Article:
Your Pet Dog Could Recognize Your Face From An Image
December 18, 2013

Your Pet Dog Could Recognize Your Face From An Image

Lee Rannals for - Your Universe Online

A dog might be a little better at recognizing its owner’s face from an image than previously thought, according to a study published in the journal Animal Cognition.

Researchers tracked the eye movements of canines to investigate whether man’s best friend was able to recognize a familiar face from an image. The team wanted to determine if dogs were able to see faces in images and whether they naturally look at familiar and strange faces differently.

The study involved a total of 23 pet dogs and eight kennel dogs, which were trained to lie still during the image presentation and to perform the task independently.

“Dogs seemed to experience the task rewarding, because they were very eager to participate,” Professor Outi Vainio, leader of the study from the University of Helsinki, said in a statement.

The researchers measured the dogs’ eye movements while they watched facial images of familiar humans and dogs being displayed on the computer screen. The dogs were also shown images of dogs and humans they had never met.

Results from the study indicate dogs were able to perceive faces in the images. The team said all dogs preferred conspecific faces and showed great interest in the eye area, suggesting they perceived images representing faces.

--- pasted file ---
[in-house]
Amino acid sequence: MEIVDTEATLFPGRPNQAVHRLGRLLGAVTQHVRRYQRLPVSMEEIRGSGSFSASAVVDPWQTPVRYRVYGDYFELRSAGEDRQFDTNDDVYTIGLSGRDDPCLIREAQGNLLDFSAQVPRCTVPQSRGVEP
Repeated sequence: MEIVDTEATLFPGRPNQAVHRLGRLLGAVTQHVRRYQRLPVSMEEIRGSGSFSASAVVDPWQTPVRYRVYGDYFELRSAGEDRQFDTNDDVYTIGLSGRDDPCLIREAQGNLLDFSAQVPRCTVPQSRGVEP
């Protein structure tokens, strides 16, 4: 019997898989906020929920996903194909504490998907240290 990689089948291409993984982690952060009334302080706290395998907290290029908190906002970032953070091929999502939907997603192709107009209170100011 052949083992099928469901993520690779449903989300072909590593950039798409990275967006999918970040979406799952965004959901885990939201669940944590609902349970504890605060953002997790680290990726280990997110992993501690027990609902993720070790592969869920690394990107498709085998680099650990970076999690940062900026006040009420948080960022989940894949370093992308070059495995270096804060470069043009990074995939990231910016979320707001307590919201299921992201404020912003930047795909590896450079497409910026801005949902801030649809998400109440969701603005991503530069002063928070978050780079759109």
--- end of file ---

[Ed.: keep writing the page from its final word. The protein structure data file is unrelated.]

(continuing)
“Dogs fixated at the upright faces as long as the inverted faces, but the eye area of upright faces gathered longer total duration and greater relative fixation duration than the eye area of inverted stimuli, regardless of the species (dog or human) shown in the image,” the researchers wrote in the journal. “Personally, familiar faces and eyes attracted more fixations than the strange ones, suggesting that dogs are likely to recognize conspecific and human faces in photographs. The results imply that face scanning in dogs is guided not only by the physical properties of images, but also by semantic factors.”

Dogs looked at the images of other dogs longer than images of humans, regardless of the familiarity of the faces presented in the images. A previous study by Vainio found dogs prefer viewing conspecific faces over human faces.

The study shows that the gazing behavior of dogs is not only following physical properties of images, but also the information presented in the image and its semantic meaning. Dogs in the study were able to see faces in the images and they differentiated familiar and strange faces from each other. The results indicate dogs might have facial recognition skills, similar to humans.

“In conclusion, in a free-viewing task, dogs seem to target their fixations at naturally salient and familiar items. Facial images were generally more attractive for pet dogs than kennel dogs, but living environment did not affect conspecific preference or inversion and familiarity responses, suggesting that the basic mechanisms of face processing in dogs could be hardwired or might develop under limited exposure,” the team wrote in the journal.

This wasn’t the first study to determine whether or not dogs were able to recognize a familiar face. In 2010, researchers observed how dogs stared and followed their owners more than a stranger, showing dogs were capable of facial recognition.

Another study, published in the same journal back in February, also found dogs were able to recognize other dogs on a computer screen. The group determined dogs were able to discriminate between species and form a “dog” category in spite of the variability within the dog species.